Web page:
Thursday, April 28, 2011

Shorter People More Prone to Heart Attatcks

Body size has a lot to do with longevity and the risk ofheart attack.

A study from the University of Tampre Finland found that men shorter than 5'6" and women shorter than 5 feet were 1.5 times more likely to develop coronary artery disease than taller people and had a 52 percent higher chance of dying prematurely from all causes.

The researchers speculate that smaller people have smaller arteries that are more easily clogged with plague. Their conclusion was based on a meta analysis of 52 studies. Shorter people should pay extra attention to modifiable risk factors of heart disease such as lack of exercise, obesity, smoking and high-fat diets.

(European Heart Journal, 31:1802-1809, 2010)

Watermelon Lemonade

Serving: 6 ounces

6 cups 1-inchcubes seedless watermelon (from about a 5lbs melon)
1 bottle (10oz) 365 Everyday Value®
Organic Lemon Juice
6 cups water
¾ cup cane sugar
Crushed ice
Mint sprigs, for garnish

Working in batches as necessary, puree watermelon and lemon j
uice in blender until smooth; transfer to a large container. Add water and sugar; stir until dissolved. Pour over ice in tall glasses, garnish with mint and thin slices of watermelon, if desired and serve.

Nutrition per serving:
60 Calories (0g from fat)
0g total fat
0g saturated fat
0mg cholesterol
0mg sodium
15mg total carbohydrate (0g dietary fiber, 13g sugar)
0g protein

Question of the Week:

Q: What is the difference between chin-ups and pulldowns?

A: Of course, there's the obvious: With chin-ups you pull your body weight upward and with pull-downs you pull a weight downwards. However, there is no immediate difference between the muscles worked; both moves hit your latisimus dorsi as well as your rhomboids, teres major and minor, biceps and core. There is a big difference in difficulty though, with pull-ups being more challenging. Since a pulldown station allows you to change the weight, you can adjust it to suit your ability level, which makes it ideal it ideal for beginners. With chin-ups, however, you're moving the weight of your own body, which requires a ton of body and grip strength to perform. To develop adequate pull-up strength, try using an assited pull-up machine at your local gym or utilize a Superband to alleviate some of your body weight.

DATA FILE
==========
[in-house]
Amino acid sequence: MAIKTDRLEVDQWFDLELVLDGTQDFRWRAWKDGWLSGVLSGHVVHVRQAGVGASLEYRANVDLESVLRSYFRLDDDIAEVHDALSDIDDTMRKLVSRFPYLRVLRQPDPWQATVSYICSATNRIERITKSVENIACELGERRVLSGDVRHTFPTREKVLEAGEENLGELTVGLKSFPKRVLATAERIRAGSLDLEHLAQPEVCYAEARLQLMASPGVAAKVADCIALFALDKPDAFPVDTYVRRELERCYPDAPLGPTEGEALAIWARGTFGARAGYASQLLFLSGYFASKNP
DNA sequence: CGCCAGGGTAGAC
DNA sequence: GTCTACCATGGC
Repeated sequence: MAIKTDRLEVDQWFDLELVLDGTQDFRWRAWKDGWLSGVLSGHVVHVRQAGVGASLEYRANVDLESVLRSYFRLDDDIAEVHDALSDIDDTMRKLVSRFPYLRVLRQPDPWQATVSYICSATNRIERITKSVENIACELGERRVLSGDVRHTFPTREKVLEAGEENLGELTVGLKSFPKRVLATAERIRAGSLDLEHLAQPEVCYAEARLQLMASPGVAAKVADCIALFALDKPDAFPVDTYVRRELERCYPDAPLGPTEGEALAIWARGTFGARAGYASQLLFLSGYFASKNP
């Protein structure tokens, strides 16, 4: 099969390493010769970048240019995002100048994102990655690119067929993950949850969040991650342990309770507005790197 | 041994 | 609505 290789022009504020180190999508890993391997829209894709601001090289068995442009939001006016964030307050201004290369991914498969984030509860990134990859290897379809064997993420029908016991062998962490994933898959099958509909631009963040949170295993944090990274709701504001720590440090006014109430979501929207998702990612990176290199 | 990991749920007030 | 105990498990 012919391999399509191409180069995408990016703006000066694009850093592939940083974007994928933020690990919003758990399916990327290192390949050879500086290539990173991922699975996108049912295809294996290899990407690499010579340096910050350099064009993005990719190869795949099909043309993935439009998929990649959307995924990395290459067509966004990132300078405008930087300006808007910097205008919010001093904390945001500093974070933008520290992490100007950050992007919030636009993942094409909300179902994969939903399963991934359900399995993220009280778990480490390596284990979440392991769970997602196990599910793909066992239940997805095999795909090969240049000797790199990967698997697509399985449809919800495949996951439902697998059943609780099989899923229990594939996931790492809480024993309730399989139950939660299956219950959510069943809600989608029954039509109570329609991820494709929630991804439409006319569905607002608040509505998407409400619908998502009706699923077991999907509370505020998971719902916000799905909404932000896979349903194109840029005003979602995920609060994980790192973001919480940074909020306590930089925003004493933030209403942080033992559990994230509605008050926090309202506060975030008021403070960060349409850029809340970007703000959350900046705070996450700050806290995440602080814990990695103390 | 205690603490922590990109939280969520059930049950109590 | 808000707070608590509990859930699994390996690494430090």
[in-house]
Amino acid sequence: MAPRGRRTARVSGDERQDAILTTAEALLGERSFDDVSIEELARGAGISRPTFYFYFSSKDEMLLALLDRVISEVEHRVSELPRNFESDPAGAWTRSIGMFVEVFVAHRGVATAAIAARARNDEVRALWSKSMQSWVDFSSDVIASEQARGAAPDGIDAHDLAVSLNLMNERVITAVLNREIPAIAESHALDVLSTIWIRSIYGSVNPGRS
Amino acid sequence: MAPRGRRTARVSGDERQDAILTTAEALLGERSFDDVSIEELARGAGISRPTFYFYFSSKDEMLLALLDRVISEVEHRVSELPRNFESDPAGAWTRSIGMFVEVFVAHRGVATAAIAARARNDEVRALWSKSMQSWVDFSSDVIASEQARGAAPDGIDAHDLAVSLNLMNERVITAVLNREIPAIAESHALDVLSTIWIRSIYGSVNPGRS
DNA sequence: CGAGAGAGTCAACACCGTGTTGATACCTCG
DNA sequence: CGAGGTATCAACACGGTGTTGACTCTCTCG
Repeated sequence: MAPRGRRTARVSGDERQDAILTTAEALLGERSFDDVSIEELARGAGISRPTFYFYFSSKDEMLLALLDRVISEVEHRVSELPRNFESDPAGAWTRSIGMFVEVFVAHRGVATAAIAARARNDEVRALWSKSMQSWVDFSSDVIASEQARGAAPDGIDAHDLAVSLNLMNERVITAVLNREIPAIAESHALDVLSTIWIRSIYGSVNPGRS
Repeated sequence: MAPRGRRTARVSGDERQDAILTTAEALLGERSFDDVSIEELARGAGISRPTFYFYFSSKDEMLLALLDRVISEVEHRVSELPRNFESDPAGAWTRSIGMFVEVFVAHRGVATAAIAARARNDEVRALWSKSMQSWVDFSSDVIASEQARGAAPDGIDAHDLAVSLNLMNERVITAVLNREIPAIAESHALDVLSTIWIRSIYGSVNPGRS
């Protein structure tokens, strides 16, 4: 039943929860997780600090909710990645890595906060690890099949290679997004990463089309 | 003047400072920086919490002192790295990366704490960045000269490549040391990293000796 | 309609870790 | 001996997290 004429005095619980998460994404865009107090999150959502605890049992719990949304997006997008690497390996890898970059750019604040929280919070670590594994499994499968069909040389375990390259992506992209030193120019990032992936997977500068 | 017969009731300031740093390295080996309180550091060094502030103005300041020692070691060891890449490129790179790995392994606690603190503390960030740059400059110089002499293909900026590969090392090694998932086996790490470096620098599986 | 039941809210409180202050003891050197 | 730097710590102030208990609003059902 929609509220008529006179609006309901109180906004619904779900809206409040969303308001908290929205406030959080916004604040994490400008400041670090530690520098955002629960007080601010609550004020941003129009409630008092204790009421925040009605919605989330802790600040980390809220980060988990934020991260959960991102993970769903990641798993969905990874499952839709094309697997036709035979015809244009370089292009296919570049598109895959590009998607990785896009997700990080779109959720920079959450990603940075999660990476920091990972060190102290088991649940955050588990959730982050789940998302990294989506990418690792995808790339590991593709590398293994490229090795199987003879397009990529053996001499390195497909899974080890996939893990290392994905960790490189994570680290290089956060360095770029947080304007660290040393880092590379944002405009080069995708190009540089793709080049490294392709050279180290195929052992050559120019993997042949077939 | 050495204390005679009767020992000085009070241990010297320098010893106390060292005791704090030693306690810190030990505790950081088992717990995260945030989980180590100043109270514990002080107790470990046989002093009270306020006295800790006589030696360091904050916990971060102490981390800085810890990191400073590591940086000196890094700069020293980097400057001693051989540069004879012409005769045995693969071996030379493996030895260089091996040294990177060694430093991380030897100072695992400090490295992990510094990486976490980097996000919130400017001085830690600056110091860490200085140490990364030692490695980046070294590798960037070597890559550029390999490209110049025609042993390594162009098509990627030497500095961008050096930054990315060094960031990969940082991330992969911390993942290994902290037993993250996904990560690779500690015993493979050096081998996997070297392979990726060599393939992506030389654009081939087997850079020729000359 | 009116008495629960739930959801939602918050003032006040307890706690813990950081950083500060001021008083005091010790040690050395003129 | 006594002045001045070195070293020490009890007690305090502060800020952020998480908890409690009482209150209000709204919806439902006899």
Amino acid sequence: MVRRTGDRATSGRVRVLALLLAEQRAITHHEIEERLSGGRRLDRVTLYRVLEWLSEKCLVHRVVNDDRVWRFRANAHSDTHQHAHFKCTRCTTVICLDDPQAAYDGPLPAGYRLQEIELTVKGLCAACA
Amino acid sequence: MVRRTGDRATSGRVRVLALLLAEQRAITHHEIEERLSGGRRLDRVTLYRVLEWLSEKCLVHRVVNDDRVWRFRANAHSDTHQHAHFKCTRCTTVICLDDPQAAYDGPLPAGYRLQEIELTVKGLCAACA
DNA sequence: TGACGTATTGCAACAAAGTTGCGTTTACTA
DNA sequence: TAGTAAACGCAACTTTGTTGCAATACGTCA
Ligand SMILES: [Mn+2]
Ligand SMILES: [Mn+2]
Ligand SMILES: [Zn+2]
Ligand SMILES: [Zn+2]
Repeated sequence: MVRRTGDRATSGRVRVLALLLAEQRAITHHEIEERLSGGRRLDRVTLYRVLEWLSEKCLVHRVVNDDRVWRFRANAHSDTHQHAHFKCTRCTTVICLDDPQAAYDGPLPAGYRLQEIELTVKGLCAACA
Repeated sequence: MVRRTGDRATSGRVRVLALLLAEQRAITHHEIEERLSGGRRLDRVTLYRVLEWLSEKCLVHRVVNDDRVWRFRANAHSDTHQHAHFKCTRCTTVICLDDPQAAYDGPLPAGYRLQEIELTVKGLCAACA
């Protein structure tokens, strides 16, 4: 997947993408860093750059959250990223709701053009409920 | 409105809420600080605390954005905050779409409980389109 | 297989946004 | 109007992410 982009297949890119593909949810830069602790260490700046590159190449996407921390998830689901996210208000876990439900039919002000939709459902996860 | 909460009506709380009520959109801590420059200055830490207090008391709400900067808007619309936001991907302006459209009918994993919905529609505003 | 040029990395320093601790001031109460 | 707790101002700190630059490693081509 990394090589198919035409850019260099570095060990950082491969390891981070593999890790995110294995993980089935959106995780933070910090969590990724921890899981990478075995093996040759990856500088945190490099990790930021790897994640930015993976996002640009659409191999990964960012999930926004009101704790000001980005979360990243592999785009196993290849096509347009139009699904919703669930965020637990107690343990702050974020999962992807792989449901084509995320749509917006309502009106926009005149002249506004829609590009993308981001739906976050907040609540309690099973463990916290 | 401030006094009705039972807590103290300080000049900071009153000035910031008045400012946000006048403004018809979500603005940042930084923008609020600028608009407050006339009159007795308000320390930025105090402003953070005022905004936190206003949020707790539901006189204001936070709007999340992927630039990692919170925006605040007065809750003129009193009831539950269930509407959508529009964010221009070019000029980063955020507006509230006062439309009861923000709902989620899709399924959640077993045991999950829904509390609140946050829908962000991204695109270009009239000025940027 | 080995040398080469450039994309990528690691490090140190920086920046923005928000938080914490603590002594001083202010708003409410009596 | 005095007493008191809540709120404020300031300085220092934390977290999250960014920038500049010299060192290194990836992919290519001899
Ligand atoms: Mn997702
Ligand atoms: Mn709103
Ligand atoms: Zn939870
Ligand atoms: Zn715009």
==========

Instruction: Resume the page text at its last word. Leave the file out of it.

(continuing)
"Pain is temporary, quiting last forever."

-Lance Armstrong

Thursday, April 21, 2011

Low Back Pain - Numerous Causes

Iliotibial Band Tightness

Illiotibial band tightness creates an increased risk of lateral knee injury during knee extension activities. Iliotibial band friction syndrome (ITBFS) is a cause of diffuse tenderness over the lateral knee. While weight bearing during knee flexion, the Tensor Fascia Latae contracts to assist the other hip abductors stabilize the pelvis from lateral movement and the Gluteus Maximus extends the hip for forward locomotion. Both the Tensor Fascia Latae and the Gluteus Maximus can place tension on the Iliotibial tract which produces repetitive friction on the lateral epicondyle. Furthermore, hip abductors weakness can exasperate this pull on the Iliotibial tract by allowing the hip to sag slightly when standing on a single leg, or during locomotion (Fredericson, et. al. 2000).

Ankle Dorsiflexion Inflexibility

Dorsiflexion flexibility is required during the lower phases of the squat and leg press, so Ankle Dorsiflexion inflexibility can make it difficult to perform squat and leg press exercises in full range of motion. If the range of motion of the ankle is limited, hip flexion may be exaggerated and knee flexion is often inhibited. To maintain normal range of motion in both the hip and knee, the heel may have a tendency to leave the floor or platform.

Hip Flexor Inflexibility

Increased risk of lower back injury during hip flexion and extension and overhead standing activities. During extension activities, the lower back can hyperextend more than usual if the hip cannot fully extend. During hip flexion activities, the Iliopsoas can hyperextend spine during hip flexor activities. Risk is compounded when hip flexor inflexibility is combined with abdominal weakness.

Abdominal Weakness

Increased risk of lower back injury can occur during hip flexion, extension, stabilization and back extension activities. Erector Spinae muscles can hyperextend lower back more than usual if abdominal muscles are weak. The abdominal muscles tilt the pelvis forward, improving the mechanical positioning of the Erector Spinae, specifically when the lumbar spine becomes straight. When abdominal strength/endurance is not adequate to counter the pull of the antagonist Erector Spinae under load, these low back muscles are put at a mechanical disadvantage (active insufficiency) further placing additional stresses on these very same lower back muscles. Iliopsoas can pull on the spine during hip flexor activities if the abdominal muscles are weak. Risk is compounded when abdominal weakness is combined with hip flexor inflexibility.

Erector Spinae Weakness

Increased risk of lower back injury occurs during lumbar spine extension or stabilization activities. Back extension exercises involving complete lumbar spine range of motion have demonstrated primarily excellent or good results for those with chronic lower back pain. Excellent or good results by diagnosis: 76% Mechanical / Strain, 72% Degenerative, 78% Disc Syndrome, 75% Spondylo. In contrast, McGill condemns the use of isolated lumbar spine exercise apparatuses and argues erector spinae endurance is more important than strength.